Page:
KIEV (Reuters) - Key reforms to Ukrainian state-owned firm Naftogaz are unlikely to be implemented despite the government’s promises, two former members of its independent supervisory board told Reuters.
In September, Paul Warwick and Marcus Richards, the last remaining members of the board, resigned alleging government obstruction of efforts to modernize Naftogaz and put its finances on a sustainable footing.
Their departure added to fears that Kiev’s commitment to reform is waning, despite promises to backers such as the International Monetary Fund and the European Bank for Reconstruction and Development.
In a Skype interview on Wednesday, Richards said the government was initially constructive when he joined last year.
“At the start of the process there was huge support for moving forward, but this has turned into a situation where it’s not clear whether the government is supporting reform as originally designed or intended,” he said via Skype.
Following their resignation and charges of obstruction and interference, Prime Minister Volodymyr Groysman promised that the Naftogaz reforms, including an “unbundling” of its production, transport and sales businesses, would not be derailed.
Last year, Naftogaz was seen as a bright spot in the government’s broader reform program thanks to gas tariff increases that led to a sharp reduction in its deficit, which had exceeded 5 percent of gross domestic product in 2014.
The supervisory board was set up in 2016 to help drive change but four of its members have quit and not been replaced.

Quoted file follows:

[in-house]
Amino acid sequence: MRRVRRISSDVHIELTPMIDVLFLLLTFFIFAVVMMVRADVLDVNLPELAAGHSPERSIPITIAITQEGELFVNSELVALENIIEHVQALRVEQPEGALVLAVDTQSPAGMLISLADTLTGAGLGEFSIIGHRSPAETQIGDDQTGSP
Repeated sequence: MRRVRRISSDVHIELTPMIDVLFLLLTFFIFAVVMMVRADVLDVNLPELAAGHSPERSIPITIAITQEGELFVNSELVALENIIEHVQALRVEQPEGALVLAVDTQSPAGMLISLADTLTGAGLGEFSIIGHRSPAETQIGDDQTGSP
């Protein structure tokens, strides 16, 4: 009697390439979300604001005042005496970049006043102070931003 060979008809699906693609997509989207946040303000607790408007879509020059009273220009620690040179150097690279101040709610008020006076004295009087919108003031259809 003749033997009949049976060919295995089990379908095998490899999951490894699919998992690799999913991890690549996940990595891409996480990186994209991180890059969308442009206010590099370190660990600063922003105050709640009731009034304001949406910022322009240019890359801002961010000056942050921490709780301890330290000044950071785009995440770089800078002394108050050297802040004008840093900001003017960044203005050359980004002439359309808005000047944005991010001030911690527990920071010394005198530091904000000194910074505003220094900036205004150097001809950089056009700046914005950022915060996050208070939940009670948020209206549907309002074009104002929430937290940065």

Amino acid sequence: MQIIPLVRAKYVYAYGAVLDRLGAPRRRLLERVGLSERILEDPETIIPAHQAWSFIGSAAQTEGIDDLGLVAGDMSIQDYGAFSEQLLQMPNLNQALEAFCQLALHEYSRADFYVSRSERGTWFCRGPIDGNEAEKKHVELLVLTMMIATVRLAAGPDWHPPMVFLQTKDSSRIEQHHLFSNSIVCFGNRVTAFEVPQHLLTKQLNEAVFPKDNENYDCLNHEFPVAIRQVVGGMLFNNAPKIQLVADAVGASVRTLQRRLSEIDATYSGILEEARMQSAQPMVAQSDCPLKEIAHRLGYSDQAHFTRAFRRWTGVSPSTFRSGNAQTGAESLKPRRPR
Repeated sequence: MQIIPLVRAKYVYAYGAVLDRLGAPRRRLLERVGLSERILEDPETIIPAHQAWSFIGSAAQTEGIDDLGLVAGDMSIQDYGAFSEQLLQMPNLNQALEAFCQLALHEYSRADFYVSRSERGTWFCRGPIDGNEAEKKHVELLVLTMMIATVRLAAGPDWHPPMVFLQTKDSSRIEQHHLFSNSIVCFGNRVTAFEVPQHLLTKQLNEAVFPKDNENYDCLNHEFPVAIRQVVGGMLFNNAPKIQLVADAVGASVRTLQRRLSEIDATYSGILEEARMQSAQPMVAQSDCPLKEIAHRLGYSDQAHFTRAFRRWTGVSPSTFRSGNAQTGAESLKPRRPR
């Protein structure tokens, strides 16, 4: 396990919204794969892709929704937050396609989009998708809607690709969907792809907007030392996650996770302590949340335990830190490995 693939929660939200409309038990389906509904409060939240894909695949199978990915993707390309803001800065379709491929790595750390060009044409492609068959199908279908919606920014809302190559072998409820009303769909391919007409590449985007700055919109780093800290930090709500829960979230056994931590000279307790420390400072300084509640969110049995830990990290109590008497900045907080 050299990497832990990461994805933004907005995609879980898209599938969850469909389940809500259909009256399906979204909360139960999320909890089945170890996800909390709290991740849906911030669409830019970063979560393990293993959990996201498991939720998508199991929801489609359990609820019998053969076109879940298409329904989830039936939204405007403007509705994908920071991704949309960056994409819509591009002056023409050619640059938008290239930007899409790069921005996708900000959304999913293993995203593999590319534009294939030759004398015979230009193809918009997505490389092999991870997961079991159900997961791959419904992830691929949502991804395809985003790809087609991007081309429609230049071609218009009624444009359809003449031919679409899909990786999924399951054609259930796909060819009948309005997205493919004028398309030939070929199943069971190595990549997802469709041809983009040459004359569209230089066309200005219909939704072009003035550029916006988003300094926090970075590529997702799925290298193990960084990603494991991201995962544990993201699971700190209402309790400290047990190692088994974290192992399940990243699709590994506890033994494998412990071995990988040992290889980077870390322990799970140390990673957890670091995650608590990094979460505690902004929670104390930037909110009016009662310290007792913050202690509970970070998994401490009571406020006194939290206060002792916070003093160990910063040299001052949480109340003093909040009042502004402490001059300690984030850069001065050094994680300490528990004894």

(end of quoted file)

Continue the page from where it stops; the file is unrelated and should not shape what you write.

“The changes laid out in the corporate governance action plan and promised (by the government) when we joined the supervisory board – it’s unlikely that those areas will proceed,” Warwick said.
He said, as of this October, Naftogaz still did not have a business plan for 2017 because the government did not approve one agreed by the supervisory board.
“This is quite extraordinary in running any business, let alone a business that is involved in oil and gas,” he said.
“In terms of Naftogaz operations, we were unable to see that the company was liquid enough in its cash reserves to be able to continue funding its business plans, assuming they would be approved, into next year,” he added.
Due to a confidentiality agreement, Richards and Warwick were not able to say which ministries or government officials had offered the most resistance to the board’s work.
Richards said Naftogaz’s reorganization is likely to serve as a litmus test for reform of other state enterprises.
“If you can’t achieve material change at Naftogaz to the benefit of the people of Ukraine, then you’re probably not going to see it on a smaller scale without a lot of effort.”
Any further support from international financial organizations, such as the EBRD, must be tied to tangible improvement of Naftogaz’s corporate governance, Warwick said.
“More leverage needs to be given by those third parties in order to progress within the corporate reform area,” he said.
Editing by Matthias Williams and David Evans